I highly respect Dr. Ian Stevenson. Of all the authors I have read, some truly execrable, some quite respectable, Dr. Stevenson is the one person who has formed and shaped my beliefs about life and death, and the very purpose of existence. I believe that no one makes a stronger case than he does for the continuing existence of consciousness.
It doesn't matter what I think, really, since I am not a scientist but a PhD. in Hispanic literature and language. I have read a tremendous amount on the subject of existence (in some form) after physical death, and I have conducted some of my own investigations. I have had numerous personal experiences that defy a materialist mindset, but none of that makes me an expert or someone whose opinion on this weighty matter should be accepted as a matter of fact. So many of these questions must be answered on a personal level, for it is a matter of personal transformation in the end. I appreciate, however, those who dedicated their lives to amassing evidence so that people like me can feel reasonably justified for their belief in post-mortem existence. The hard, painstaking work of investigators like Dr. Stevenson allows me to draw my conclusions based on their evidence, and for that I am eternally (literally!) grateful.
There may be some interest for anyone reading this in what I have concluded, after reading over one hundred books on the subject, ranging from the purely scientific (SPR and ASPR papers) to the popular (John Edwards' and Van Praugh's accounts of the afterlife). I do have training in critical thinking and evaluation of evidence-- no one receives any kind of degree at Yale without rigorous training in both--and 22 years as a teacher and director of various academic and administrative programs certainly trains one to organize one's thought process towards results, not fantasies. After wading through so much information and history, after thinking about this issue endlessly and pondering all possible explanations, I find that the theory of reincarnation is what makes the most sense and has the strongest evidence to back it. It also, on a personal note, is what explains my experiences as a child and best fits my memories (the few that remain) of a previous existence.
All of the other information--gleaned from mediums, channelers, psychics, near-death experiencers and adults who claim to remember past lives (as opposed to children between 3 and 5 years of age) tends to suffer from wish fulfillment fantasies and self-delusion; yet even as I write that, I am quite sure that there are several authentic "experiencers" of the afterlife that I hesitate to criticize or invalidate. The problem is the mixture of real and imagined, of authentic with trickery, of pure motivations with motivation tainted by greed for money and fame. Eusapia Palladino is a good example of what I mean by that. Much of her physical mediumship was authenticated by scientists from various disciplines who set up conditions that would make fraud impossible; yet, even though she could produce amazing results ranging from apports to full materializations, she was caught cheating openly on several occasions. When she couldn't produce good material from the spirit world, she took matters into her own hands. This is the issue, then, that plagues people like John Edwards. He may be 99% authentic, but there's that nagging issue of the 1% that tarnishes his reputation. You could look at it the other way, too: he may be 99% fake and 1% authentic; in the end, you have to have some control over what you do, some method that keeps you above board and "investigatable" by objective observers with no interest in the outcomes. This is what Dr. Stevenson does, and his work taken as a whole is overwhelmingly convincing. As far as I am concerned, Dr. Stevenson has proven that reincarnation happens. He does not claim that it exists for everyone at all times; yet the fact that it exists at all blows the top off the universe and everything we think we know about human consciousness and survival of death.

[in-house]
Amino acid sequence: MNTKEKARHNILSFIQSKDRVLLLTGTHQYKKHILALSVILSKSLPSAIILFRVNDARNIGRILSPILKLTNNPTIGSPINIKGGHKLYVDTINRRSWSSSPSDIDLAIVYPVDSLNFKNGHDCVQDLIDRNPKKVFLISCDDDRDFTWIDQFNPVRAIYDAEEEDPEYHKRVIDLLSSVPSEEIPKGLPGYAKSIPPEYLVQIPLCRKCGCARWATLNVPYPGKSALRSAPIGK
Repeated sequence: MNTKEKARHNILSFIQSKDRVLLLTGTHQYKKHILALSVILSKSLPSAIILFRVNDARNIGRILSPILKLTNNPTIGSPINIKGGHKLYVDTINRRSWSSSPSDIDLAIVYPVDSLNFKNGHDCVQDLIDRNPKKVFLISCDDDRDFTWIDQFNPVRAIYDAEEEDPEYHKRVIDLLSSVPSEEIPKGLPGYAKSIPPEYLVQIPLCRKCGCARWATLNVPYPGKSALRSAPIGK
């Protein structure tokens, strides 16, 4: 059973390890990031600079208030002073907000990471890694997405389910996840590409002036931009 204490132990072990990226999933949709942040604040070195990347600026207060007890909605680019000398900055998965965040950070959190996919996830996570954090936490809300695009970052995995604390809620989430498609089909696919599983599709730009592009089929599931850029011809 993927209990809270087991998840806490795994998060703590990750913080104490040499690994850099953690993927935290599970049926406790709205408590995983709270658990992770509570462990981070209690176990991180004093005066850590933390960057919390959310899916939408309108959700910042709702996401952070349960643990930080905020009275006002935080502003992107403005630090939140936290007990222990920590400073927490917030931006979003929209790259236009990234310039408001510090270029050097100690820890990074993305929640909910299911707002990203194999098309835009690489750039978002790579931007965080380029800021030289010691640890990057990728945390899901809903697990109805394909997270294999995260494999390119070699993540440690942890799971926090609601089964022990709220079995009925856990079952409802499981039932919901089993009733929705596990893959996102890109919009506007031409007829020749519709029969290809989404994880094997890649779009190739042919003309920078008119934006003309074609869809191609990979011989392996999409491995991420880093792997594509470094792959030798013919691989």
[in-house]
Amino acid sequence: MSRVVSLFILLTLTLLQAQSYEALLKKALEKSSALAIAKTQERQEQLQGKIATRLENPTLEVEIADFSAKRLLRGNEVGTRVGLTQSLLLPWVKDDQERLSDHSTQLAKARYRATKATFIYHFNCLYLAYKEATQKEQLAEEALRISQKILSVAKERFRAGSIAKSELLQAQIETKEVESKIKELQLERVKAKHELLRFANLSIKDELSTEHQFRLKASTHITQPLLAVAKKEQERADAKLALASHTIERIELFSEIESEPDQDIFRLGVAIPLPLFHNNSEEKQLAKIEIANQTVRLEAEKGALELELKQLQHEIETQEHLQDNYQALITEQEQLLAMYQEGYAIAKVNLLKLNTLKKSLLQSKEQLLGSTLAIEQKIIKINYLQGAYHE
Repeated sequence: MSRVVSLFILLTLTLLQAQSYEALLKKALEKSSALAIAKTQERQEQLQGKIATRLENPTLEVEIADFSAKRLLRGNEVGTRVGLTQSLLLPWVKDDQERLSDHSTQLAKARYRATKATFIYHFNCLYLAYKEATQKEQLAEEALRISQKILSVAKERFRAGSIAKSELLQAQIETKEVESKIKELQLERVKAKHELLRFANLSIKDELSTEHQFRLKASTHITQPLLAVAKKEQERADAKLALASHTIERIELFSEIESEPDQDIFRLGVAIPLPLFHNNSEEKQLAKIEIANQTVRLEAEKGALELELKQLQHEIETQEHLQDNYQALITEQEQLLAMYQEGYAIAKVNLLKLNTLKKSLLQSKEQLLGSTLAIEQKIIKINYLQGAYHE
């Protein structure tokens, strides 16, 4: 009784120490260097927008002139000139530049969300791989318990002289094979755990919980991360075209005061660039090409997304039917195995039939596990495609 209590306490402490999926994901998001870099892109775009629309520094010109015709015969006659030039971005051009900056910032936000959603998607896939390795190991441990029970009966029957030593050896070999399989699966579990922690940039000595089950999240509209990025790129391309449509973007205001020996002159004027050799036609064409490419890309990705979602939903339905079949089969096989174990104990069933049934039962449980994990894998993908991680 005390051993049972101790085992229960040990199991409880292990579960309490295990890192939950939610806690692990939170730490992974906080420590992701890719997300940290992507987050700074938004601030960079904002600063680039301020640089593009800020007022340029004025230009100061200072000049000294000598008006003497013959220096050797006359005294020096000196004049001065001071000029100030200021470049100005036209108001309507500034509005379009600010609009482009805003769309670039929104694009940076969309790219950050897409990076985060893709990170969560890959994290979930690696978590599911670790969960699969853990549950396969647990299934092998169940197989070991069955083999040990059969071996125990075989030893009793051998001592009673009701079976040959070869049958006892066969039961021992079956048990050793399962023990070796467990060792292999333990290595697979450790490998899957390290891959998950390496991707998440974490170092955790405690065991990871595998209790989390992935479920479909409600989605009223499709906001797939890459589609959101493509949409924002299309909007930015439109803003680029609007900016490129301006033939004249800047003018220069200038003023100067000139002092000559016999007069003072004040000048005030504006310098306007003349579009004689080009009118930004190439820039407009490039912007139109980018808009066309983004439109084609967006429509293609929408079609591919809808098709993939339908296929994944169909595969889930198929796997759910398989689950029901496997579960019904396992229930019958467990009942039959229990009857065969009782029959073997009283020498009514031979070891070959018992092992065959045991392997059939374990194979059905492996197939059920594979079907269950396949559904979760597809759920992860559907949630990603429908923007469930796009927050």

When asked about the "larger purpose" behind reincarnation and current theories of the mind, here are his words:
"Do you see in reincarnation a glimpse of a larger purpose?"
Stevenson: Well, yes, I do. My idea of God is that He is evolving. I don't believe in the watchmaker God, the original creator who built the watch and then lets it tick. I believe in a "Self-maker God" who is evolving and experimenting; so are we as parts of Him. Bodies wear out; souls may need periods for rest and reflection. Afterward one may start again with a new body.
Omni: Do you disagree with most bioscientists, who hold that what we call mind or soul is actually a part of brain activity?
Stevenson: The assumption that our minds are nothing but our brains appears to receive support when you consider the effect of injury, surgery, a high fever, or one or two drinks of whiskey on our mental processes. Some neuroscientists ac knowledge that they have only just begun to show how brain processes account for mental ones. But they claim to know that they or their successors will work it all out. They are sure there can be no other explanation, therefore they consider no other. We are not pledged to follow all the received opinions of neuroscientists, however. Recently, a small number of psychologists and philosophers have begun to ask whether mind can ever be fully explained in terms of brain functioning.The mind, apparently, is not bound by this one existence. As for the implications of this, that I leave to a later post. In the meantime, anyone with any interest in the question of survival of consciousness should read Old Souls, written by a journalist who traveled with Stevenson to India and documented the journey. It's a fascinating introduction to an amazing man and an even more amazing life's work.